has happened dozens of times before, and our present predicament can
best be understood by paying attention to the past.'
Another crucial lesson is
that the common notion of holing up in a cabin in the hills with stockpiled
food and enough firearms to outfit a Panzer division. This is not a
It takes time for a civilization
to come apart, and the process is like rolling down a slope, not like
falling off a cliff.
We face a future of shortages,
economic crises, disintegrating infrastructure, and collapsing public
health, probably stretched out over a period of decades.
A few years of stored food
and an assortment of high-tech paramilitary gear are hopelessly inadequate
preparations in the face of this reality.
Stockpiles of precious metals,
another common hedge against collapse, are even more useless. All the
gold in the world means nothing unless people value it enough to trade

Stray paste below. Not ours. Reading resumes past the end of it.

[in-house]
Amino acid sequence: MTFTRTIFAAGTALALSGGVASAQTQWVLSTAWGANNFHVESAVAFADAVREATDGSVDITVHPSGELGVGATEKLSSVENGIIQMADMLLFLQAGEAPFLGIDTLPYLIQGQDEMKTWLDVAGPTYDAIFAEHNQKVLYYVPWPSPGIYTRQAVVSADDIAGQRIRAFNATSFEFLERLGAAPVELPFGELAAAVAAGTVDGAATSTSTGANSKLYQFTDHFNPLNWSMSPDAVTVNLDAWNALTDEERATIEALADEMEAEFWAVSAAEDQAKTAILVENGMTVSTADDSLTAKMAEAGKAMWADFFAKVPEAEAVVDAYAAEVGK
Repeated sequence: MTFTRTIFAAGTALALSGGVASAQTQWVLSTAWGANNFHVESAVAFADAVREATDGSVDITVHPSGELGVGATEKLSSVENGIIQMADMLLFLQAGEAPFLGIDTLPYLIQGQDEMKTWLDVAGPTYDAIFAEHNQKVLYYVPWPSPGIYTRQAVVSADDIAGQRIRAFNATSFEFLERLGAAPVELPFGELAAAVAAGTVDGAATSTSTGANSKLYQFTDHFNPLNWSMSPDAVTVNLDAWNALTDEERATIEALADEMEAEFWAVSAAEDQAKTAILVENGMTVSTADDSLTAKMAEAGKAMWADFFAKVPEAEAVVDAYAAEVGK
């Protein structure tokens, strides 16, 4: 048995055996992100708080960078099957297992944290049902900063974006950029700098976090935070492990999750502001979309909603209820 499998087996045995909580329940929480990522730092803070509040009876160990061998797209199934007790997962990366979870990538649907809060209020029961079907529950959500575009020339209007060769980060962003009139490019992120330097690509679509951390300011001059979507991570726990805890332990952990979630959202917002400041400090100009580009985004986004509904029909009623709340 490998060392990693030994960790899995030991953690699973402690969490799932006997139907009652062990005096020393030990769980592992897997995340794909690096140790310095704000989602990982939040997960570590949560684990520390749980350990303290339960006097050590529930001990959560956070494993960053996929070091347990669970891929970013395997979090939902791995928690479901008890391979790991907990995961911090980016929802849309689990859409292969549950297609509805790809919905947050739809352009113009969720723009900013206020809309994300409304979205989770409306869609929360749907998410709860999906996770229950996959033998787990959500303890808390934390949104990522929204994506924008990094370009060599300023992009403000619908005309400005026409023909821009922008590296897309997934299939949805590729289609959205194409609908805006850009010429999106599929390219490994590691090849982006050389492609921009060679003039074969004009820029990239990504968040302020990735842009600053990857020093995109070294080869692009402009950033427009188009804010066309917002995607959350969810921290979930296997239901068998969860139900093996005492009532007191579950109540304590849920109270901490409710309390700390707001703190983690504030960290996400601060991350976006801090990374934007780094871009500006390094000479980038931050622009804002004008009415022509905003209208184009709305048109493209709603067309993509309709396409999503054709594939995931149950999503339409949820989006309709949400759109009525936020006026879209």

scarce resources for it.
Problems with Progress
How many people nowadays
can't light a fire without matches or butane lighter from some distant
The skills necessary to get
by in a non-industrial society, skills that were still common knowledge
a century ago, have been all but lost.
Knowledge is critical and
currently, there is little knowledge of basic survival skills, and even
less knowledge of the scope of the problems that are looming.
It's clear that whatever
the future holds, it will hold many fewer people than today's world,
and the road there won't be easy or pleasant.
If there are problems with
holding up in a cabin in the hills what about self sufficiency.
during the coming energy decline
"Those who already enjoy
a measure of self-sufficiency, such as ecovillages and other kinds of
sustainable intentional communities will already have some of the skills
and experience needed for re-localization."
In Powerdown, Richard Heinberg
notes that small, self-sustaining communities may become cultural lifeboats
in times to come.